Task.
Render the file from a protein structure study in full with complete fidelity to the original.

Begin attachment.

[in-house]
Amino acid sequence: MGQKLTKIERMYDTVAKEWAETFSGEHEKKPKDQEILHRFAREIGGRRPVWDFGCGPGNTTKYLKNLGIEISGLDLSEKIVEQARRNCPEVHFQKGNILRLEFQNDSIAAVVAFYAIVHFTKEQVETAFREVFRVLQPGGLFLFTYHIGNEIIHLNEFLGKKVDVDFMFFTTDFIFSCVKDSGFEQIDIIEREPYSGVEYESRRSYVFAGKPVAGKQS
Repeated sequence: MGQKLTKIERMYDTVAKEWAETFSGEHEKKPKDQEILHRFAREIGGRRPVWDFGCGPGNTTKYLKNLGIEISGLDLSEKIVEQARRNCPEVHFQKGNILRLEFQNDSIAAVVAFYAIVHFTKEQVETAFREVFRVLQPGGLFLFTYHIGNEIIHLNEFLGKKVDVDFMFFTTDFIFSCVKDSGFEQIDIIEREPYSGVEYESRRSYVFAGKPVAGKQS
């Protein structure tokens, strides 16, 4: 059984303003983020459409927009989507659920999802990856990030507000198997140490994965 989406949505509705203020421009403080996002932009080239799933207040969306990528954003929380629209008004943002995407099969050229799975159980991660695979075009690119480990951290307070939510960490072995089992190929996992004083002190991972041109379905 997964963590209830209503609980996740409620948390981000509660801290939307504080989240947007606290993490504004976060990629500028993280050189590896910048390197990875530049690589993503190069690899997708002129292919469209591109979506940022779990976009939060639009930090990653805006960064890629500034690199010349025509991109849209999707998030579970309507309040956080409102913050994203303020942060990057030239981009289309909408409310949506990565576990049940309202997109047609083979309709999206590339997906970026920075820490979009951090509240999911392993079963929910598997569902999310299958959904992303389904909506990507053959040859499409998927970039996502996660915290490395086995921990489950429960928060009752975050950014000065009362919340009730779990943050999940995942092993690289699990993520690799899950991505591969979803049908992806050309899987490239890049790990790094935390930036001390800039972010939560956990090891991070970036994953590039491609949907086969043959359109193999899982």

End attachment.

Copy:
[in-house]
Amino acid sequence: MGQKLTKIERMYDTVAKEWAETFSGEHEKKPKDQEILHRFAREIGGRRPVWDFGCGPGNTTKYLKNLGIEISGLDLSEKIVEQARRNCPEVHFQKGNILRLEFQNDSIAAVVAFYAIVHFTKEQVETAFREVFRVLQPGGLFLFTYHIGNEIIHLNEFLGKKVDVDFMFFTTDFIFSCVKDSGFEQIDIIEREPYSGVEYESRRSYVFAGKPVAGKQS
Repeated sequence: MGQKLTKIERMYDTVAKEWAETFSGEHEKKPKDQEILHRFAREIGGRRPVWDFGCGPGNTTKYLKNLGIEISGLDLSEKIVEQARRNCPEVHFQKGNILRLEFQNDSIAAVVAFYAIVHFTKEQVETAFREVFRVLQPGGLFLFTYHIGNEIIHLNEFLGKKVDVDFMFFTTDFIFSCVKDSGFEQIDIIEREPYSGVEYESRRSYVFAGKPVAGKQS
């Protein structure tokens, strides 16, 4: 059984303003983020459409927009989507659920999802990856990030507000198997140490994965 989406949505509705203020421009403080996002932009080239799933207040969306990528954003929380629209008004943002995407099969050229799975159980991660695979075009690119480990951290307070939510960490072995089992190929996992004083002190991972041109379905 997964963590209830209503609980996740409620948390981000509660801290939307504080989240947007606290993490504004976060990629500028993280050189590896910048390197990875530049690589993503190069690899997708002129292919469209591109979506940022779990976009939060639009930090990653805006960064890629500034690199010349025509991109849209999707998030579970309507309040956080409102913050994203303020942060990057030239981009289309909408409310949506990565576990049940309202997109047609083979309709999206590339997906970026920075820490979009951090509240999911392993079963929910598997569902999310299958959904992303389904909506990507053959040859499409998927970039996502996660915290490395086995921990489950429960928060009752975050950014000065009362919340009730779990943050999940995942092993690289699990993520690799899950991505591969979803049908992806050309899987490239890049790990790094935390930036001390800039972010939560956990090891991070970036994953590039491609949907086969043959359109193999899982």